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History is already being made at the Minnesota Legislature this session. Hearing Rep. Leigh Finke say, in introducing HF 146 (the Trans Refuge Bill) on Jan. 31, that "this is literally the first convening of our community for a bill that will help us live" made me tear up. As a gender nonconforming person, I hadn't realized how desperate I was to hear her words in my state's Legislature, words that have never been uttered before. I also teared up when she spoke at a committee meeting regarding HF 16 (banning conversion therapy for minors and vulnerable adults). Never before has a Minnesota legislator said, "I am grateful to be trans."

In this time of so many efforts nationwide to erase the happiness, autonomy and existence of trans and gender expansive people, hearing her words in her capacity as representative for my district gave me a small bit of hope that I didn't think was possible to feel right now. It has been very hard for me to try to be who I am, not because of anything inherent to my identity, but because of the world and people around me. I am so grateful to Rep. Finke and everyone in the new Queer Caucus for taking this opportunity to try to make our lived experiences better, and for the work that countless others have done in the past. We deserve to live and to be happy.

Perry Schussler, St. Paul


Her voters don't deserve this

Denying Rep. Ilhan Omar her Foreign Affairs Committee seat not only diminishes her voice but penalizes the Fifth District voters who sent her ("Omar defiant after committee ouster," Feb. 3). The district includes Minnesota's largest share of immigrants and refugees who may be uniquely impacted by American foreign affairs and the policies that shape our activities abroad, including the home countries with whom some voters still have ties. Although the majority of Fifth District voters don't share this biography, they have repeatedly voted to send Omar to Congress to speak for them. Minnesotans in other districts may have special interest in agriculture, mining, health care or transportation, reflecting the particular makeup of their locales. They expect their representatives to fully participate in the legislative process, including committee assignments where the real work of information-gathering, policy formation and legislation-drafting takes place. Currently, Republicans in the Minnesota Legislature are complaining that the DFL majority is denying them full input in shaping legislation.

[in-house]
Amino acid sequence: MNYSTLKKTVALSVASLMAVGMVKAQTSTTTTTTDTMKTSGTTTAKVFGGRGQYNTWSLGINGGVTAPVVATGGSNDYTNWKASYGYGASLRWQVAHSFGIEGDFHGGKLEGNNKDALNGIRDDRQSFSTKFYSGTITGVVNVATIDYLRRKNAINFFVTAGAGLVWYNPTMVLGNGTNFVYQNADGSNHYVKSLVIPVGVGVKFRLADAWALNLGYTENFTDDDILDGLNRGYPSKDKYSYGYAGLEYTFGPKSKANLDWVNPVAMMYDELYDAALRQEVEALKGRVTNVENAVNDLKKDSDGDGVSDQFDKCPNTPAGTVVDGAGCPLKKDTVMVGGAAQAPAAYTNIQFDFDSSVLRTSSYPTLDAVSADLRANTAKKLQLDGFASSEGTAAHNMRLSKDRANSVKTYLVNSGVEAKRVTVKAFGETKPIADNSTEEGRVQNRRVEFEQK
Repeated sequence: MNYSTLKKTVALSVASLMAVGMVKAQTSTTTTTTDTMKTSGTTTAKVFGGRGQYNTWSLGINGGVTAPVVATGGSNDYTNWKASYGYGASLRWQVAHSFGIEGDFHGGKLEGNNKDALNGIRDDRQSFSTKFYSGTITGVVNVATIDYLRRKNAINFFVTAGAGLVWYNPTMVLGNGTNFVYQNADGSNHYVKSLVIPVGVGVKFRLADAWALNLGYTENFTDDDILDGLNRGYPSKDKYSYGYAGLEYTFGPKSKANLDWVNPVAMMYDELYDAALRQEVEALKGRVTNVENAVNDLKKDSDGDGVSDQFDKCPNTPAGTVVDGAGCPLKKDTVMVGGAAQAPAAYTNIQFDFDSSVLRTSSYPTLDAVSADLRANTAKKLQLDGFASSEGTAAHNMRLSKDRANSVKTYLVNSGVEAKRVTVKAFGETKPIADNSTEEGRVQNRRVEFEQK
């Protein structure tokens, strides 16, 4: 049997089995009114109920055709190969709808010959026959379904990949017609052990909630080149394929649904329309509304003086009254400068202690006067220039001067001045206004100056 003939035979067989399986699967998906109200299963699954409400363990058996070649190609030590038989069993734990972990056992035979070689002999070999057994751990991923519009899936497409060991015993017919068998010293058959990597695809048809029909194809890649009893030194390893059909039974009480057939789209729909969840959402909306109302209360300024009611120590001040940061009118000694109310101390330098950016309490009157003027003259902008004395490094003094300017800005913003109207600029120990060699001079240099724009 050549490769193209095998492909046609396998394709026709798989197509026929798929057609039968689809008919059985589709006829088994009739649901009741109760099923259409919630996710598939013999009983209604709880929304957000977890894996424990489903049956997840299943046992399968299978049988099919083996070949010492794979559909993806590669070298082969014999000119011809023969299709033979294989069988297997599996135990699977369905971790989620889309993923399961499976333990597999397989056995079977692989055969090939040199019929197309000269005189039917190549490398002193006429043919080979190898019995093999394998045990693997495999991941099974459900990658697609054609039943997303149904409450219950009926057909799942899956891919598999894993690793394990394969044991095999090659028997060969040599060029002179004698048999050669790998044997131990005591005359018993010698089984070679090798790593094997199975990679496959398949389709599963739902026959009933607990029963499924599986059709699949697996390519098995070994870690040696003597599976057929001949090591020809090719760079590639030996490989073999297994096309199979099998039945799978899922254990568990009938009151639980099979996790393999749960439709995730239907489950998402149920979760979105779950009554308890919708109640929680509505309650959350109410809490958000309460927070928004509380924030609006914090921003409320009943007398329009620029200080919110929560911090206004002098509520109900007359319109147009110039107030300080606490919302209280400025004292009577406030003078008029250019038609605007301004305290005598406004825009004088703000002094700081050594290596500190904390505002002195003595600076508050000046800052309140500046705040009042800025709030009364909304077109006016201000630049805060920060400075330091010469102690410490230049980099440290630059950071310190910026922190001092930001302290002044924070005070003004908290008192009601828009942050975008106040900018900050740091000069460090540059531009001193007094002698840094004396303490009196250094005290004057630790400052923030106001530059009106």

Perhaps Reps. Brad Finstad, Tom Emmer, Michelle Fischbach and Pete Stauber can explain how limiting the ability of Omar to fully serve her constituents doesn't diminish the rightful representation of their fellow Minnesotans in the Fifth District.

Gregory Harris, Shoreview


While House Speaker Kevin McCarthy and his posse attempt to even the score with trumped-up investigations and committee appointments and removals, it comes as no surprise that Rep. Omar was removed from her position on the Foreign Affairs Committee. Her previous comments like "It's all about the Benjamins" were not helped by her weak response that she learned from her mistakes, that she didn't not fully appreciate the trope that this comment fuels with respect to the Jewish community. It is ironic that Omar represents a district with a high concentration of Jewish voters, and perhaps it would be best in the next election to choose a candidate who fully represents her constituents and does not need a learning curve in order to do so, which only creates an opening for the opposing side to manipulate to their benefit.